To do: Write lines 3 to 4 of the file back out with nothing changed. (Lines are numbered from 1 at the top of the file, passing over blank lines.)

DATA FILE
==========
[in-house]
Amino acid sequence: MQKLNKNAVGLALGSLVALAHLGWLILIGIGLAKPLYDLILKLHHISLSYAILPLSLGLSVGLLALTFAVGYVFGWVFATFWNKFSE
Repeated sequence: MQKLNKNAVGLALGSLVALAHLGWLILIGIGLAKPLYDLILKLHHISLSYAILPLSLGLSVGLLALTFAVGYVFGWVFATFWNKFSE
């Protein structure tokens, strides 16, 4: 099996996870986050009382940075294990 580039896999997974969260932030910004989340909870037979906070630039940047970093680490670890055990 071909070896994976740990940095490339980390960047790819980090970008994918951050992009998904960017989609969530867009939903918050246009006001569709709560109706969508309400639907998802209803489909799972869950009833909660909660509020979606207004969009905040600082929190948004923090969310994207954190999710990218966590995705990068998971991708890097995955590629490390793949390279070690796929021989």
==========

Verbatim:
Repeated sequence: MQKLNKNAVGLALGSLVALAHLGWLILIGIGLAKPLYDLILKLHHISLSYAILPLSLGLSVGLLALTFAVGYVFGWVFATFWNKFSE
């Protein structure tokens, strides 16, 4: 099996996870986050009382940075294990 580039896999997974969260932030910004989340909870037979906070630039940047970093680490670890055990 071909070896994976740990940095490339980390960047790819980090970008994918951050992009998904960017989609969530867009939903918050246009006001569709709560109706969508309400639907998802209803489909799972869950009833909660909660509020979606207004969009905040600082929190948004923090969310994207954190999710990218966590995705990068998971991708890097995955590629490390793949390279070690796929021989």